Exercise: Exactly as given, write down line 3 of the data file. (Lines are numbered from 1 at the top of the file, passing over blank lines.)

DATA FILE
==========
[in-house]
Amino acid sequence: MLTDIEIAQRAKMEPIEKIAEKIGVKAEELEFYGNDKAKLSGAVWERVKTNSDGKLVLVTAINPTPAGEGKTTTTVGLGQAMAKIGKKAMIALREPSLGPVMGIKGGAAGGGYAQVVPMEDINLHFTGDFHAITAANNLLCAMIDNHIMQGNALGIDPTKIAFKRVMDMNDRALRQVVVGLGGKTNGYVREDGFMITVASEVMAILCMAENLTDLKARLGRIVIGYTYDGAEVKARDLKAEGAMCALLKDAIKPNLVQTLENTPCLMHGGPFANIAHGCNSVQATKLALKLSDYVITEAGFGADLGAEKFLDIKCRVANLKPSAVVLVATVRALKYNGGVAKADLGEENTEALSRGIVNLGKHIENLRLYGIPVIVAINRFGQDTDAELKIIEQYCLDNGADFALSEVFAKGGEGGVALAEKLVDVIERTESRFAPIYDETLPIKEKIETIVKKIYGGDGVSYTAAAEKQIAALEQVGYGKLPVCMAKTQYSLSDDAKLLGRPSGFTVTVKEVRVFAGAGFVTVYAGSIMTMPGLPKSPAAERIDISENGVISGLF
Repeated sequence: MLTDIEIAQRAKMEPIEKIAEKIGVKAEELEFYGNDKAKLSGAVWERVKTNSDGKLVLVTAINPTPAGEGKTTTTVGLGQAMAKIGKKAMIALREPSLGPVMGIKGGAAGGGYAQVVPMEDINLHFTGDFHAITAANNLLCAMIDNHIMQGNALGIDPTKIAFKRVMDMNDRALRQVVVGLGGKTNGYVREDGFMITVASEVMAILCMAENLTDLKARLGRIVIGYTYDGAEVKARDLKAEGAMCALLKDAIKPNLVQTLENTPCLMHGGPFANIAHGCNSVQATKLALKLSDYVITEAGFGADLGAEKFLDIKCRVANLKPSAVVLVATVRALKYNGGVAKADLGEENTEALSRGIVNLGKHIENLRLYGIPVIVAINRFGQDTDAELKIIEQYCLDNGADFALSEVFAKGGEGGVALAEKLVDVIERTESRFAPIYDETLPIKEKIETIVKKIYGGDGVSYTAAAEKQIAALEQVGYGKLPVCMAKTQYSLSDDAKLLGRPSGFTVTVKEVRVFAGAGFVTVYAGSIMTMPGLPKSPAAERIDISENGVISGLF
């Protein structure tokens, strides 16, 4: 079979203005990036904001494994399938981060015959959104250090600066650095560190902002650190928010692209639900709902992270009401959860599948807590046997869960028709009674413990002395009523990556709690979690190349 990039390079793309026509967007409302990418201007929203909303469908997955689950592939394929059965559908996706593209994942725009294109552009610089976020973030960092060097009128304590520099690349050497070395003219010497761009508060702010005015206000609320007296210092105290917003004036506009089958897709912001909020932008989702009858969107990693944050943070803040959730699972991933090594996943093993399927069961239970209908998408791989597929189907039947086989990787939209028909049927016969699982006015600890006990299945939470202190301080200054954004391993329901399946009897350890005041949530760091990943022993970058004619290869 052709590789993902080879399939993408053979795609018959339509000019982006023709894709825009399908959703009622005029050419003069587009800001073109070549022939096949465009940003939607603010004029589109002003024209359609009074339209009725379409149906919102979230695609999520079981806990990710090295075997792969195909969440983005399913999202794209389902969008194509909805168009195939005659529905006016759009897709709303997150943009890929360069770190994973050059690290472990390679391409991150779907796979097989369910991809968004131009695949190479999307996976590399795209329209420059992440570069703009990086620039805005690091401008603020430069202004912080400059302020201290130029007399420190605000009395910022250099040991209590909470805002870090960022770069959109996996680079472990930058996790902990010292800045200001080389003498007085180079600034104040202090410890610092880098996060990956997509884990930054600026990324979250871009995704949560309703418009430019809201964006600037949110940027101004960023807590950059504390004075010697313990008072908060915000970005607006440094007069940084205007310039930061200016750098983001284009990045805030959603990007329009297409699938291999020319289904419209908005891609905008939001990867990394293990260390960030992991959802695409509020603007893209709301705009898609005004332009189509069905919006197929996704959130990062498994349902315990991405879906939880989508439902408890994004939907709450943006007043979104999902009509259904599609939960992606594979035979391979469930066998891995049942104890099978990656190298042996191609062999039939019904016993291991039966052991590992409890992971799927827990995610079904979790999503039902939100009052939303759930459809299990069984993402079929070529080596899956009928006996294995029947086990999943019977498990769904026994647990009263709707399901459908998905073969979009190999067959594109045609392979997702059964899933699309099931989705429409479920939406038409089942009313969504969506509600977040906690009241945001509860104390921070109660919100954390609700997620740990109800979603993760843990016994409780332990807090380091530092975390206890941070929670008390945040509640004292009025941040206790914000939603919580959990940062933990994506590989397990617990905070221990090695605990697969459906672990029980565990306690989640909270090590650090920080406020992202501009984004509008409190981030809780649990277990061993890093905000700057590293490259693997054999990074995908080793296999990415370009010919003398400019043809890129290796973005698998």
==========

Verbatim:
Repeated sequence: MLTDIEIAQRAKMEPIEKIAEKIGVKAEELEFYGNDKAKLSGAVWERVKTNSDGKLVLVTAINPTPAGEGKTTTTVGLGQAMAKIGKKAMIALREPSLGPVMGIKGGAAGGGYAQVVPMEDINLHFTGDFHAITAANNLLCAMIDNHIMQGNALGIDPTKIAFKRVMDMNDRALRQVVVGLGGKTNGYVREDGFMITVASEVMAILCMAENLTDLKARLGRIVIGYTYDGAEVKARDLKAEGAMCALLKDAIKPNLVQTLENTPCLMHGGPFANIAHGCNSVQATKLALKLSDYVITEAGFGADLGAEKFLDIKCRVANLKPSAVVLVATVRALKYNGGVAKADLGEENTEALSRGIVNLGKHIENLRLYGIPVIVAINRFGQDTDAELKIIEQYCLDNGADFALSEVFAKGGEGGVALAEKLVDVIERTESRFAPIYDETLPIKEKIETIVKKIYGGDGVSYTAAAEKQIAALEQVGYGKLPVCMAKTQYSLSDDAKLLGRPSGFTVTVKEVRVFAGAGFVTVYAGSIMTMPGLPKSPAAERIDISENGVISGLF